8. Draw a Circus of Characters: Exploring Body Shape and Proportion
  9. Draw a Circus of Movement: Simple Techniques to Bring Characters to Life
  10. Draw a Circus of Line & Gesture: Design a Picture Book Character From Start to Finish
  11. Watercolor Magic: One Character Five Ways
  12. Illustration Masterclass - Exploring Technique and Style
  13. Learn to Use Procreate: Design and Illustrate a Bear Character

Transcripts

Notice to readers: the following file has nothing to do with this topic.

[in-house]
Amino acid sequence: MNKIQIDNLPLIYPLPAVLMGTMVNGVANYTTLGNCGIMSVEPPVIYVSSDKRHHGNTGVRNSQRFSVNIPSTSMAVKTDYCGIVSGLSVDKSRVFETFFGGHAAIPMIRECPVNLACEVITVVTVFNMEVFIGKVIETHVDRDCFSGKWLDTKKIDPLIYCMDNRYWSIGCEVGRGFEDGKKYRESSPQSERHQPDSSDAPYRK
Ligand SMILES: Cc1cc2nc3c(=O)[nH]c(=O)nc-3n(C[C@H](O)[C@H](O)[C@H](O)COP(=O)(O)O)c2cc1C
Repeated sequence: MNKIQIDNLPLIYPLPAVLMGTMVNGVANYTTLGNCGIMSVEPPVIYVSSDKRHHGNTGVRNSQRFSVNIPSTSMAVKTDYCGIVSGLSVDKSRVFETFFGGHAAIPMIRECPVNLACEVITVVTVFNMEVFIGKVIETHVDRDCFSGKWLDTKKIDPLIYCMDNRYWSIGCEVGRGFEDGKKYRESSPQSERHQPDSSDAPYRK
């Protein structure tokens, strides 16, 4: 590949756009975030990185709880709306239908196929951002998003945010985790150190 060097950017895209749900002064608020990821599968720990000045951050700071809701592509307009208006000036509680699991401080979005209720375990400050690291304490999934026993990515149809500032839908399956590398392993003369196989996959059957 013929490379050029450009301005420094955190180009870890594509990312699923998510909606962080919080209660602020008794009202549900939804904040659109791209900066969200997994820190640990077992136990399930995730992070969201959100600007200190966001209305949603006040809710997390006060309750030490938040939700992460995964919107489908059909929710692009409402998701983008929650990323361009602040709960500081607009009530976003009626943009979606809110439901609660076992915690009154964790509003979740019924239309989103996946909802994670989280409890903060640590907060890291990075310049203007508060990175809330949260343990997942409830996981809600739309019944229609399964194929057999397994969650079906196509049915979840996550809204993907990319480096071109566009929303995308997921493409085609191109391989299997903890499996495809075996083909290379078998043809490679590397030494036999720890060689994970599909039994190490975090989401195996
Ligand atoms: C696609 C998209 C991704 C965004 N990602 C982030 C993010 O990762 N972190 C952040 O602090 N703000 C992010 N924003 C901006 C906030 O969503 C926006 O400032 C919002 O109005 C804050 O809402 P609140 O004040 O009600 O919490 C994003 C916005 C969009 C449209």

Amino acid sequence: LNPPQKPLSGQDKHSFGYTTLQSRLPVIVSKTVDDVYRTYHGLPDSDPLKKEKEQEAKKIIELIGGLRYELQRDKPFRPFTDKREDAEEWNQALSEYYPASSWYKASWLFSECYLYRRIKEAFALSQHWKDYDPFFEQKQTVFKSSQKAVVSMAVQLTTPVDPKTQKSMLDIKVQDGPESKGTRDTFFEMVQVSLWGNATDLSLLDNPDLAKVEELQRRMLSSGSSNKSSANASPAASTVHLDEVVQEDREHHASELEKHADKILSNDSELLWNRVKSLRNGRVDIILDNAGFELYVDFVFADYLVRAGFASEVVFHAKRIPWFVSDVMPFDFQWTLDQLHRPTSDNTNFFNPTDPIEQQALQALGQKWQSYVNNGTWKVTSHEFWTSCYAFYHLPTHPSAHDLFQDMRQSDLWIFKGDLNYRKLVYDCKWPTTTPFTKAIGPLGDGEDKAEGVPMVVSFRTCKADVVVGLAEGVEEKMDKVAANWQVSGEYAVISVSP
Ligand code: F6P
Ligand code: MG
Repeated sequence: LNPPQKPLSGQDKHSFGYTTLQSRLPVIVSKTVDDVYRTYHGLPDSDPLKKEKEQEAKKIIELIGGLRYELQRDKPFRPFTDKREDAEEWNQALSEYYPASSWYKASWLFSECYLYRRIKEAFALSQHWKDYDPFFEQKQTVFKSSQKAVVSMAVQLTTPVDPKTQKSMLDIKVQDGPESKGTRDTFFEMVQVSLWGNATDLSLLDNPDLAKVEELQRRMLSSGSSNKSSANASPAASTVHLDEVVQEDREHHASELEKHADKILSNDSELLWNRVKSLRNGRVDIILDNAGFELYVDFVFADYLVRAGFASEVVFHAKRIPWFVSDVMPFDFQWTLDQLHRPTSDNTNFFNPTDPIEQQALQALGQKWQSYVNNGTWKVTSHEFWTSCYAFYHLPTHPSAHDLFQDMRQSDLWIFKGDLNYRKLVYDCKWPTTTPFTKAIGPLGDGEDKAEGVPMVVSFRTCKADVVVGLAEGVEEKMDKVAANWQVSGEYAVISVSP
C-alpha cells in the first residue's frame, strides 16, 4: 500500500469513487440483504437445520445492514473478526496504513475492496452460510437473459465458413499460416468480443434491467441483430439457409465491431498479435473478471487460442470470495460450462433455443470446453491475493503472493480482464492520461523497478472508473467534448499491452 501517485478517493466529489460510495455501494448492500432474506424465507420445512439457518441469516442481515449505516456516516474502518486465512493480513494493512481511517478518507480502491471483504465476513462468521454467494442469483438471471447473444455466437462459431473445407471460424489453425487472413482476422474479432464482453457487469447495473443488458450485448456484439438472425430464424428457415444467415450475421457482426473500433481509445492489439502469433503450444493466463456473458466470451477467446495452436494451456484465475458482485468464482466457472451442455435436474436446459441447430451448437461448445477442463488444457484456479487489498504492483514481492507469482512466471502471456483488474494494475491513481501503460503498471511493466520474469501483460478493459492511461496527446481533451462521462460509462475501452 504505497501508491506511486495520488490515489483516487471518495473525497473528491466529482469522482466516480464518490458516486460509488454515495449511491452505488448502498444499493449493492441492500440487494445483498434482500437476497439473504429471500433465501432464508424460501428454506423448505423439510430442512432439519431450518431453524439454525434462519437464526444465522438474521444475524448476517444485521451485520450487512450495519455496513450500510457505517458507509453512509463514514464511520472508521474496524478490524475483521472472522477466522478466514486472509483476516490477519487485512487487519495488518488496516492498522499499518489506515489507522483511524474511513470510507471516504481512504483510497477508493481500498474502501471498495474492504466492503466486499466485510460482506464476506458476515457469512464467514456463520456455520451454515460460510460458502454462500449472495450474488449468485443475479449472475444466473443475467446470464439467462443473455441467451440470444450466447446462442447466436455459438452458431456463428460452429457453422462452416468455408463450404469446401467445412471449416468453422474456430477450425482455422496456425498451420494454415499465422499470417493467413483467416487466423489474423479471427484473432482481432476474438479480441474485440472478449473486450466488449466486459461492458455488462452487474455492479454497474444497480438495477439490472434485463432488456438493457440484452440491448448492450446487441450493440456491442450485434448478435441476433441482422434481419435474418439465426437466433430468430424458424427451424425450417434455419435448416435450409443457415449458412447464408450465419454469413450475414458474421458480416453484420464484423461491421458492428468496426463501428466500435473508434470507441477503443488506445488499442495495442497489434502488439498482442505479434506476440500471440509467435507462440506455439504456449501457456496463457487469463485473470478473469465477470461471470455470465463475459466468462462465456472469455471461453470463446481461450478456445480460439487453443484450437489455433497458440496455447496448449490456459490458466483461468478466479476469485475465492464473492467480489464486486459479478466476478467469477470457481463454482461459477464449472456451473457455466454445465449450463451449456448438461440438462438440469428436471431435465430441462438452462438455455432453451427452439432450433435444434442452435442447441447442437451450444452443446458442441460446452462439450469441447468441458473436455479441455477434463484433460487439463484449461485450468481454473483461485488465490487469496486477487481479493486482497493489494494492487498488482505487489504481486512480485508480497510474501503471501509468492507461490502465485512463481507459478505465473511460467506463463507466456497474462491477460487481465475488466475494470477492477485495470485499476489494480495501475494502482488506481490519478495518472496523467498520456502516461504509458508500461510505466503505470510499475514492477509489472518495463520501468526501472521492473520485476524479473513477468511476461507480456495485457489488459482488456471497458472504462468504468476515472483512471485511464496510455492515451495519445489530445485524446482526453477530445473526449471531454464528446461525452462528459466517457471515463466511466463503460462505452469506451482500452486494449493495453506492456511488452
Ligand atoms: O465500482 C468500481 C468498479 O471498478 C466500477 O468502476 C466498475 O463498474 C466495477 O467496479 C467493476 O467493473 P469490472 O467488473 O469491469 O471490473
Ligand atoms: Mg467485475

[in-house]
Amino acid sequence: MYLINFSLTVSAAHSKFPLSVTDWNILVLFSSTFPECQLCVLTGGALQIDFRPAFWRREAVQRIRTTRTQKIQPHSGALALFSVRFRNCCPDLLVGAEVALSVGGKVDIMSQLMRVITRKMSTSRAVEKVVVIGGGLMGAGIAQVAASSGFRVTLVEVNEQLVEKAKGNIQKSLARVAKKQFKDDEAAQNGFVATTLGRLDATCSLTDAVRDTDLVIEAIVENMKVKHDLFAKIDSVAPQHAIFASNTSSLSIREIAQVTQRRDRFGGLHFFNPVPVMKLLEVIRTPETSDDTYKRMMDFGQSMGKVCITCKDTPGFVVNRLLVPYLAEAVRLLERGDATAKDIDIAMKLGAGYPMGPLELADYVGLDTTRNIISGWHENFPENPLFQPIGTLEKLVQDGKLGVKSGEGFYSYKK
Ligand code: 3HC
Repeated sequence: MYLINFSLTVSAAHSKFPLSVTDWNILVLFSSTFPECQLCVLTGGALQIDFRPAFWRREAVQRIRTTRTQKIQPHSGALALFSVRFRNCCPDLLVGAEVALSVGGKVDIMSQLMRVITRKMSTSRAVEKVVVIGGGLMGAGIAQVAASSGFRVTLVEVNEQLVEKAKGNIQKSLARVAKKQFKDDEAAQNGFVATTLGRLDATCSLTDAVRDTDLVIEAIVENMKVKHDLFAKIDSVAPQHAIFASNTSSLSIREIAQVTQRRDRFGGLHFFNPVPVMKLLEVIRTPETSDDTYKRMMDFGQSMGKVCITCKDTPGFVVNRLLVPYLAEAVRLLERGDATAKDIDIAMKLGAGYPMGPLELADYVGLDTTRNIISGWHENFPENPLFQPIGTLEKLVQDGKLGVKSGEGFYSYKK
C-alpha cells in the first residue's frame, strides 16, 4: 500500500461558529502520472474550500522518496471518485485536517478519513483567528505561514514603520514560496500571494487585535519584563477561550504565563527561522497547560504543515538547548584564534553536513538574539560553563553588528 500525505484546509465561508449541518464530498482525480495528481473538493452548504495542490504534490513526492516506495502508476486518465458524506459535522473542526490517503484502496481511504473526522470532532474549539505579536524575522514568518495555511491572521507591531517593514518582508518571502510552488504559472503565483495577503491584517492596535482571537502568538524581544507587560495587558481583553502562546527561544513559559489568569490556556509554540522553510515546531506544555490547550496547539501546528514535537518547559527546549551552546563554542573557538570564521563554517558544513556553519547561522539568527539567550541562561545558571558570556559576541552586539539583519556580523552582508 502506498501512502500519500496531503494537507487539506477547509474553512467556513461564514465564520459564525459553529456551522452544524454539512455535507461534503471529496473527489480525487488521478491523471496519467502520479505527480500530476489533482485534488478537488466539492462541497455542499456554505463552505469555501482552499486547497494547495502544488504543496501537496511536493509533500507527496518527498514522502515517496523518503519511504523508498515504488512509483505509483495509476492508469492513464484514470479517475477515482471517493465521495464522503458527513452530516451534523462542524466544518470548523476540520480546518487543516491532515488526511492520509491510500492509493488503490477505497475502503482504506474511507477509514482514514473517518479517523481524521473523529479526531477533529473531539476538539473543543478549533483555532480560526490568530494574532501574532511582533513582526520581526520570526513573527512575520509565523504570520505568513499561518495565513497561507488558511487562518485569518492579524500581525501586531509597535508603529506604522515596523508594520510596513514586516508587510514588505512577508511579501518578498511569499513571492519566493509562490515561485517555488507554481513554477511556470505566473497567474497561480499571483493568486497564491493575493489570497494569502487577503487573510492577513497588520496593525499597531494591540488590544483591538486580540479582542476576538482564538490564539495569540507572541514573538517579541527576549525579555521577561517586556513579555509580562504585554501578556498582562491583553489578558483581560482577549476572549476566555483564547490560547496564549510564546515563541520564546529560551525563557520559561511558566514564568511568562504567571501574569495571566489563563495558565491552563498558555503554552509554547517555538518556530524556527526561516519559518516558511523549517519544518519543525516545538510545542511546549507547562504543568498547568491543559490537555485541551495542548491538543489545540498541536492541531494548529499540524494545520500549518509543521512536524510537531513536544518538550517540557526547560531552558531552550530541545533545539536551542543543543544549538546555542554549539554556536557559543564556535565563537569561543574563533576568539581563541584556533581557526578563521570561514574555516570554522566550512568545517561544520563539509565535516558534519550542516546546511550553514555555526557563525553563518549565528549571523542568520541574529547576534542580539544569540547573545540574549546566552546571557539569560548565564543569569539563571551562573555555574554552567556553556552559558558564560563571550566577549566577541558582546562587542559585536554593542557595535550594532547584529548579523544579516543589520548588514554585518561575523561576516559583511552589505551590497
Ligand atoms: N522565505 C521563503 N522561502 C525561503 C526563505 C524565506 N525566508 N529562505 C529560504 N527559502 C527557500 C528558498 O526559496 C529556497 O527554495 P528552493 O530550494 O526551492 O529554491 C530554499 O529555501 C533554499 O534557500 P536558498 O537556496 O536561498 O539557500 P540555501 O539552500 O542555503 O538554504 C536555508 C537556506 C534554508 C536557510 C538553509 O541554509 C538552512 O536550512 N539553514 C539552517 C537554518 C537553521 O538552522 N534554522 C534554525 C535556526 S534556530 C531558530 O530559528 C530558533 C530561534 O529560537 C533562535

1. Introduction: Welcome to part 1 of how to draw the head from every angle. In this three-part series, I'll be giving you the tools to interpret your simple character drawings into three-dimensional forms. Part 1 will walk you through the basic structure of the head, showing you how to apply this information to you in character drawings. In part 2, we'll use the front and side view drawings to make a mini three-dimensional model of our character's head. Then in part 3, I'll show you how to use your mini model to draw your character from every angle. My name is Nina Rycroft. I'm a children's book Illustrator. I've been illustrating picture books since my first publication in 2000 and since then I've had more than a dozen picture books published worldwide. Now, there's a lot of information out there on how to draw the head from every angle, but usually it's demonstrated using an adult male. Characters for picture books tend to be young, fun, and even of the imaginary world. That's why I've developed this series. It gives you the tools to interpret the technical information into your characters and develop them into three-dimensional forms. For this class, all you'll need is a pencil, some paper, a ruler, and a character that you'd like to explore. When you finish watching all the lessons, please leave a review. Your recommendation will give the class more visibility on Skillshare so that more people can find it and take part. If you post a front and side view drawing of your character onto the project section of the classroom, I'll then send you my facial expressions printable, detailing the facial expressions for the six basic emotions. It would really help bring your character drawings to life. Once you've learned how to see and then draw your characters from every angle, you'll no longer be restricted by your technical ability and this will give you a sense of freedom that you can then bring to your stories. Having said this, lets get started with our first lesson. 2. Drawing the Basic Structure: In this lesson, I'm going to show you how to find the basic structure of the head. To draw the head from any angle, you must first understand its basic structure. Try looking past all the details like the facial features, the hair, and the accessories. Try and see the underlying forms. If we remove the hair, the ears, the lips, the nose, the eyes, and the eyebrows from the head, we are left with two simple masses. The first is a sphere for the cranium, and the second is a block shape for the jaw and cheekbones. To draw a sphere start off by drawing a circle. It might take a few guys, but stick with it. Just make sure that the circle is as wide as it is high. The sides of the head of flat, so we can slice off a piece from both sides of the bowl. Do this by drawing an oval inside the circle. Just like we draw a line down the center of the face, here we draw a line marking the center of the sphere. Divide the oval into quadrants. From the profile, this plane would be a perfect circle, but when drawing it from other angles, it would appear to be oval because of the perspective. The vertical line represents the beginning of the jaw, and the horizontal line represents the brow line. The top of the jaw start at the brown line, and the back will start at the center of the oval. This block is a three-dimensional structure with a front plane, here it is, and the side plane, and a bottom plane which you can only see with some angles. So once you have this, you can start adding in the brows and the eyes, the nose and cheeks, the mouth, ears, hair, neck, and other accessories. This is all very well if we're drawing a portrait of a person with an average shaped head. But when we're designing characters for a story, our characters can be quite unique, and the rules are often very much broken or at least exaggerated. So I don't know if you've taken my face shapes class, but if you have, you'll know that there are nine different face shapes to work with. With each of those shapes, there's further variations when it comes to the size and the shape and the placement of the eyes, nose, and mouth, and ears. In my next lesson, we'll be drawing the head inspired by the shape of an actual egg, observing the egg moving up and down, left and right, and learning how to transfer this information onto your own drawing will allow you to see your two-dimensional drawing as a three-dimensional form. 3. Front and Side View Explained: In this lesson, we're going to learn how to see your two-dimensional drawings as three-dimensional forms. Putting this into practice by drawing a character's head inspired by the shape of an actual egg. If you want to try and set yourself, please make sure to hard boil your eggs first. To draw a basic head shape, we first draw a circle for the cranium, and then we draw a block area down the bottom of the chin. Here I'm going to draw a circle area on an actual egg, so that we can see our two-dimensional drawing of a face as a three-dimensional mass. If I rotate the egg from the front view to the side view, you can see how I've marked the flat plane with a circle, and just like I did with the egg, I've divided the circle into quadrants. The top of the circle marks the hair line, and the center of the circle marks the brow line. The bottom of the circle marks where the tip of the nose sits and the base of the egg shape marks the bottom of the chin line. You can see how there are equal distances between the hair line and the brown line, the brow line and the nose and the nose and the chin line. From the hairline to the chin line, we can divide the face into thirds. Rotating the egg head from the side view to the front view. I'm now going to draw a head next to the egg. I'm going to draw a circle for the cranium and then from that I'm going to draw the pointy part of the egg and that will be the chin area. Now I'm going to mark the hair line and the nose line, the brow line, drawing a guide for the center of the face. Here I'm drawing a very simple set of eyes with eyebrows resting above. A simple line to mark the tip of the nose. Between the nose and the chin line, the mouth. I use the hair line to help me find the top of the ears, and then I add in the hair. When designing characters for a story, you may decide to bend the rules, as your character may require larger nose or smaller chin or a completely different face shape altogether. If you've taken my 101 guide to drawing eyes class, you'll also know the many possibilities that you have just with the eyes, by changing the size of the eyes and the placement of the eyes, your character will look completely different. Now that I've drawn the front view of my character, I'm going to transfer all the information from the front view as I draw the side view, and just like I did with the egg, I'm going to mark the flat plane with a circle divided into quadrants. Drawing the area for the chin and the jaw, I draw a line down marking the front of the face and a line from the center of the circle, marking the back of the jaw. The view from the side shows just how round the back of the head actually is. On the nose line, I'm drawing an oval to mark the tip of the nose. I skip jump bridge, and the brown line actually protrudes out from the face. Now marking where the mouth rests, the top line extends from the base of the nose. The bottom lip can vary quite a lot depending on whether your character has an overbite or an under bite. The ears are in line with the back of the jaw and rest between the eye and the nose line. Adding in the position of the eyes and the eyebrow, I now add hair and other accessories. The neck curves out from the back of the cranium and the soft curve from under the jewel. Join me in my next lesson, where I'll expand on this information and demonstrate how to rotate the head using three very different looking characters. 4. Drawing the Head Rotating: In this lesson, I'm going to show you how to draw your character's head rotating on the y-axis. Imagine a rod entering the top of the head and working its way down through the center of the neck. This is the y-axis. If we pivot on this axis, we would be rotating the head. I've chosen three different characters to demonstrate the process of rotating the head starting with an elongated character of a girl, a young boy, and the head of a baby. If you've taken my face shapes or my 101 guide to drawing eyes class, then you may already have your own character to work with. Once I have the front view of my character established, I then draw a series of guidelines out from the positions of the eyes, the nose, ears, as well as the top and the bottom of the head. You can use as many lines as you like to transfer the information you need from one drawing to the next. Here we rotate the head 45 degrees. This is probably one of the most difficult perspectives to draw, so it may take a few goes to get it just so. Here you can see how the facial features shift over to one side with the characters left eye sitting on the edge of the face. Now, depending on the character, the cheek might plump out under the eye and the nose will always overlay both the cheek and the eye. Imagine the round sphere shape at the top of each head, the flat plain on the sides of the sphere with its horizontal and vertical lines. The ears are usually positioned on the vertical line and they attach themselves to the back of the jaw. You'll also want to keep an eye out for the details like the hair with its curls, flicks and partings, and also, for the size and shape of the neck. You can see that the boys has a very thin, long neck, the girl has a bottleneck and the baby's head sits directly onto the shoulders. Rotating the head another 45 degrees, we now see the side view of our characters. Here you only see one eye and the profile of the nose and the mouth. The ear sit much further back on the head. You can see the round cranium shape. Once again, try to understand where the hair sits and also the size and shape of the neck. Rotating the head another 45 degrees, we now start to see the back of the head. We also see the back of the character's ears, definitely the right ear and possibly even the left ear, depending on whether the hair is covering it or not. The girl's hair is a straight sheet covering the nape of the neck. The boy's hair is short, so you may need to work out a treatment of how to work the hair into the neck. The baby's head is nestled into the shoulders. Rotate another 45 degrees and we have the back view of our characters. Make sure that their head is the same width as it is in the front view. Here we can see both the ears, the back of the head and the back of the neck. Now, take note of the hair, which way the hair pats and also try to understand how the neck sits within the shoulders. Here's the boy's head rotating on the y-axis. Join me in my final lesson where we'll recap on everything that we've done so far and I'll also walk you through the process of drawing your own character from the front and side view. 5. Drawing the Front and Side View : Once you have the front view of your character, what you need is a bit of space to draw next to it. Using a ruler, draw a line from the top of the head and the bottom of the chin. Draw another horizontal line to mark the tip of the nose. Now draw a circle from the top of the head to just under the tip of the nose. Draw a smaller circle inside that circle, and this will represent the flat plane. Also draw a line that will represent the front plane of your character's face. Divide the smaller circle into quadrants. Extend the vertical line down, and this will mark the back of the jaw. Join the front plane and the back of the jaw with a slight angled line. Draw another line to mark the position of the mouth, and draw an oval to represent the tip of the nose. The nose tip curves down to attach to the top lip and the bottom lip tucks in under that top lip. Then we have a circle that represents the chin. Draw a larger circle to represent the cheek. Now, this will hit the edge of the mouth, the edge of the nose, and the edge of the eyes and reach as far back as the chin line. Now, I'm drawing a line across to mark where I'm going to put the eyebrow. Here, I'm marking where I'm going to be positioning the ear. Now to draw a curved line for the front of the neck and the back of the neck. Adding in the hair and the other details. Now don't forget if you post your front and side view drawings of your characters onto the project section of the classroom. I'll send you my facial expressions printable. Now these details the facial expressions for the six basic emotions and it's really good reference for bringing your character drawings to life. I look forward to seeing your projects, and please leave a review if you like the class or found anything really helpful. 6. To Finish: Congratulations for completing part one of how to draw the head from every angle. In this class, we've learned how to look past the detail and see the basic structure of the head. We even used an egg to help us see our two-dimensional drawings as three-dimensional forms, learning how to transfer information from the front view to the side view, and eventually being able to rotate the head on the x-axis. When you finish watching all of the lessons, please leave a review if you liked the class or found any of the information helpful. Your recommendation will give this class more visibility on Skillshare so that more people can find it and take part. You can post the front and side view drawing of your character onto the Project section of the classroom. I'll then send you my facial expressions printable, detailing the facial expressions for the six basic emotions. It would really help bring your character drawings to life. Congratulations for completing part one of how to draw the head from every angle. I look forward to seeing you again in part two. We will be using the front and side view drawings of our characters to make mini models of our character's head. I'll then show you how to use the mini model to help you draw your character's head from every possible angle.